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Title: Pacific Rural Press Delete search filter
Elephind.com contains 252,578 items from Pacific Rural Press, samples of which are listed below. All items from this newspaper title are freely available and can be searched from the search box above. You may also search the entire collection of 2,949 newspaper titles in Elephind.com.
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MECHANICAL PROGRESS. [Newspaper Article] — Pacific Rural Press — 17 June 1871

MECHANICAL PROGRESS. The "Woolwich Infant." —This is the nickname of the 35-ton gun, which has recently been tested. Nature for May 18th has a notice of it, from which we condense: "That the gun is not merely a show production, as was the case with the monster Krupp cannon, but a really serviceable and efficient fire-arm, is shown by its endurance of the severe test to which it was subjected at prjof. On this occasion the 700 ft. projectile was thrown from the gun by the enormous charge of 130 lbs. of gunpowder—the largest, in fact, that has ever been safely consumed in any fire-arm —the explosion being without the slightost injurious effect upon the steel bore or surrounding wrought-iron castings. The solid cylinder of iron which constituted the shot issued forth at the terrible velocity of 1,370 feet per second, and, after traveling some fifty yards, buried itself in the butt of loose earth to a depth of thirtythree feet. * * It is calculated that at a distance of fifty yards the ...

Publication Title: Pacific Rural Press
Source: California Digital Newspaper Collection [UC Riverside]
Country/State of Publication: California, United States
SCIENTIFIC PROGRESS. [Newspaper Article] — Pacific Rural Press — 17 June 1871

SCIENTIFIC PROGRESS. A New Connection fob tiie Induction Coil -Prof. E. J. Houston describes in the Journal of ike Franklin Institute for Juno, some experiments made with a view of increasing the quantity of the spark of the induction coil without greatly diminishing its length. By connecting one of the poles with the eaVth, and the other with a large insulated conductor, a thick quantity spark rive inches in length was obtained with an instrument which throws a six-inch spark in free air. We quote: " One of the poles or ends of the secondary wire was connected with the earth by a copper wire attached to a gas pipe. The other polo was connected with a wire, which rested on a largo lecture table holding the coil. On turning the break piece, the electricity, instead of being lost bypassing along the wires to the earth, jumped from the pole connected with the table, to that connected with the earth. The thickness of the spark was greatly increased, its length diminished, and its color ...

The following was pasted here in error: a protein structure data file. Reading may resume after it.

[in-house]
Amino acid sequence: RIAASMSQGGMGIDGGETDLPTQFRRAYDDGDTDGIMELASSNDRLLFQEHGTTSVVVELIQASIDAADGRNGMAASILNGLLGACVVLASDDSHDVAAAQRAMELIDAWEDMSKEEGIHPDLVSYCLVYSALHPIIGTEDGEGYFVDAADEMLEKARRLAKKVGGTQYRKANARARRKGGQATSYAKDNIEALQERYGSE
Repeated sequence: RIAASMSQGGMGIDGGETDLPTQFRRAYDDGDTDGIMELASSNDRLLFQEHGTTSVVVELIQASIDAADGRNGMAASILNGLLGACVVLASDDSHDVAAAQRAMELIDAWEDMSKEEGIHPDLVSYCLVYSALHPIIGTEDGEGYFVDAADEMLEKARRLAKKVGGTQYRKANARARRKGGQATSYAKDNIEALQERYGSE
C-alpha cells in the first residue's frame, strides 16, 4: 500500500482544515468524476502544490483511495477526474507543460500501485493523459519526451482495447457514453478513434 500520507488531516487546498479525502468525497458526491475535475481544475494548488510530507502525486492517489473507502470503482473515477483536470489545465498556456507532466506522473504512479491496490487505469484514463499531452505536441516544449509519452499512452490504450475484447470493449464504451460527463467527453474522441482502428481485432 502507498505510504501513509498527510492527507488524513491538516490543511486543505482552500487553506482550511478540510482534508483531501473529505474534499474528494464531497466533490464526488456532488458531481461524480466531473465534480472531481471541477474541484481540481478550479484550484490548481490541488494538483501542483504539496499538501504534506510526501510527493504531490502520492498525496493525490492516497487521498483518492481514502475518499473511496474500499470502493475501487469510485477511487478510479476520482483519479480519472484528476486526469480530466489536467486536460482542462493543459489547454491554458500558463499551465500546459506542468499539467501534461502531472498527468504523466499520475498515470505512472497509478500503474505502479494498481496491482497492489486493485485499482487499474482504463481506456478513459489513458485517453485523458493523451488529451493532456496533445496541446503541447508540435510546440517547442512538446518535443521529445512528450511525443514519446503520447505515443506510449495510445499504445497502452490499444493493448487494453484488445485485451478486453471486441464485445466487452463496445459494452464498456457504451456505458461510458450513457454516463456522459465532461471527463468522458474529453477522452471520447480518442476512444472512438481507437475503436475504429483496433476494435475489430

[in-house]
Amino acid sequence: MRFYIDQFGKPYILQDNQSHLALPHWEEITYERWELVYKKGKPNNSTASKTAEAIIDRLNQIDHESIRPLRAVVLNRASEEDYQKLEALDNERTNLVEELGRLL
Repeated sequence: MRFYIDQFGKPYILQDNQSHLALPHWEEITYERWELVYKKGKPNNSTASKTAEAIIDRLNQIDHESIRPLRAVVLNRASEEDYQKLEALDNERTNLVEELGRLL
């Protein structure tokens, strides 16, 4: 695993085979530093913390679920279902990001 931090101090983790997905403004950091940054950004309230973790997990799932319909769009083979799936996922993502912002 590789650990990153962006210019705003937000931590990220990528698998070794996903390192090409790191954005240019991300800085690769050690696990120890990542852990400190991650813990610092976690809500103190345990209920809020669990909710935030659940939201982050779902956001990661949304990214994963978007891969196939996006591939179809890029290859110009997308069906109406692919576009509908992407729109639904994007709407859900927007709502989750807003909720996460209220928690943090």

Publication Title: Pacific Rural Press
Source: California Digital Newspaper Collection [UC Riverside]
Country/State of Publication: California, United States
CORRESPONDENCE. [Newspaper Article] — Pacific Rural Press — 17 June 1871

CORRESPONDENCE.

Publication Title: Pacific Rural Press
Source: California Digital Newspaper Collection [UC Riverside]
Country/State of Publication: California, United States
The Sanitary Effects of Coal Oil Questioned. [Newspaper Article] — Pacific Rural Press — 17 June 1871

The Sanitary Effects of Coal Oil Questioned. Editors Press:—Your correspondent was much astonished by a statement which has been going the rounds of the papers of late, purporting to emanate from a distinguished physician of Santa Barbara, ascribing the immunity which that country enjoys from the ravages of such diseases as scariet fever, small-pox, diptheria, chills, and tho like, to the presence of such large quantities of petroloum in that portion of tho State. On perceiving in your last issue that this hypothesis had received the sanction of so eminent an authority as your Santa Barbara correspondent, it becomes necessary to examine the subject more carefully and the result is the unqualified adhesion to tho new doctrine by your present correspondent. The Santa Barbara savans evidently explain tho action of the " poculiar ambrosial influence pervading tho air," by the aid of the germ theory of disease, and the "well known action of carbolic aoid in destroying low forms of animal...